The market has spoken as digital camera technology has replaced any remaining elements of physical film for consumer grade cameras. Even the typical smart phone cameras now have equal (if not far better) quality as analog models. The same shift from reels to digitized information is happening in movie studios around the world and the shift to digital has made almost all aspects of the production process considerably easier.
In 2002, the BBC acted as a pioneer for the new era of digital cameras when they opted to shoot the entirety nature documentary series Planet Earth entirely on HD film. Initially, BBC, as well as many others, actually saw this as a bit of a risk, worrying that the technology’s lack of field tests, as well as fears that cameramen may have significant troubles adapting to the new equipment, but the gambit paid off. Their land based Panasonic VariCams were made to imitate motion picture cameras, but have special features including a variation of 1 frame per second to 60 frames per second. The VariCams have since also been incredibly useful in Hollywood filmmaking, considering they are far cheaper to use due to digitized memory rather than use of film reels.
Possibly the best digital movie making camera on the market today however is the RED, which has been used to film Pacific Rim, This is the End, the new Hobbit trilogy, and even the famous Ted Talks. Carrying many of the same frame rates and high definition abilities as VariCam, RED however has taken these new digital cameras a step further with a few new amazing features. When shooting with RED, it isn’t necessary to focus, because the camera is actually able to analyze all possible focuses, allowing editors to pick and choose from a variety of focuses, which all come from the same shot. Also, because of the high frame rate of digital cameras, RED uses an anamorphic lens, which is a vertical oval that allows far better cropping abilities.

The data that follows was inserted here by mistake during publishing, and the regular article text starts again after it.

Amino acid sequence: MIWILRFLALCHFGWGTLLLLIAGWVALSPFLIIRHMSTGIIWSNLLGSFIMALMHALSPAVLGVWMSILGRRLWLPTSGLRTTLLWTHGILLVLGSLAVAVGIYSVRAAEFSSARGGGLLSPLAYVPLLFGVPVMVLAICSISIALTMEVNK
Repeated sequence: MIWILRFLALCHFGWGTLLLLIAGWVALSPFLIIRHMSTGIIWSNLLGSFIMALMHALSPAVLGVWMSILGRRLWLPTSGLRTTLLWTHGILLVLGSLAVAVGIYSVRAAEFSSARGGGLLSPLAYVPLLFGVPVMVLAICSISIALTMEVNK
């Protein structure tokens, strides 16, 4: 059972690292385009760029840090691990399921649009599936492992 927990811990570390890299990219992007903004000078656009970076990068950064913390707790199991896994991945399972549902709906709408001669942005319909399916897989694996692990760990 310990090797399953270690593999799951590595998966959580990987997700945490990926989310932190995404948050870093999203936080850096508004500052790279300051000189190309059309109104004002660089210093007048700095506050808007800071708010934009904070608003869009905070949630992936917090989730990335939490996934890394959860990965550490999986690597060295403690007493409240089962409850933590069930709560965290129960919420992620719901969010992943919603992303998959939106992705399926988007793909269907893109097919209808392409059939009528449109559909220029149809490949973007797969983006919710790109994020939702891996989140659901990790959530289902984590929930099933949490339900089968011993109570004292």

Now if you’re ready to go out and pick up one of these bad boys, keep in mind that the current model of the RED camera costs nearly twelve thousand dollars, while the VariCam isn’t going to be too far behind that. On top of that, one of our own cameramen pointed out that the camera’s instruction manual was about the size of War and Peace. Regardless, movie studios are willing to research and pay hat hefty extra bit for the new equipment, as the future of filming lies with the new digital cameras.
For more information on VariCam or RED cameras check out http://www.red.com/ and http://www.panasonic.com/business/provideo/varicam/ , and don’t forget to check us out for more movie tips and videos at http://cnsinc.tv/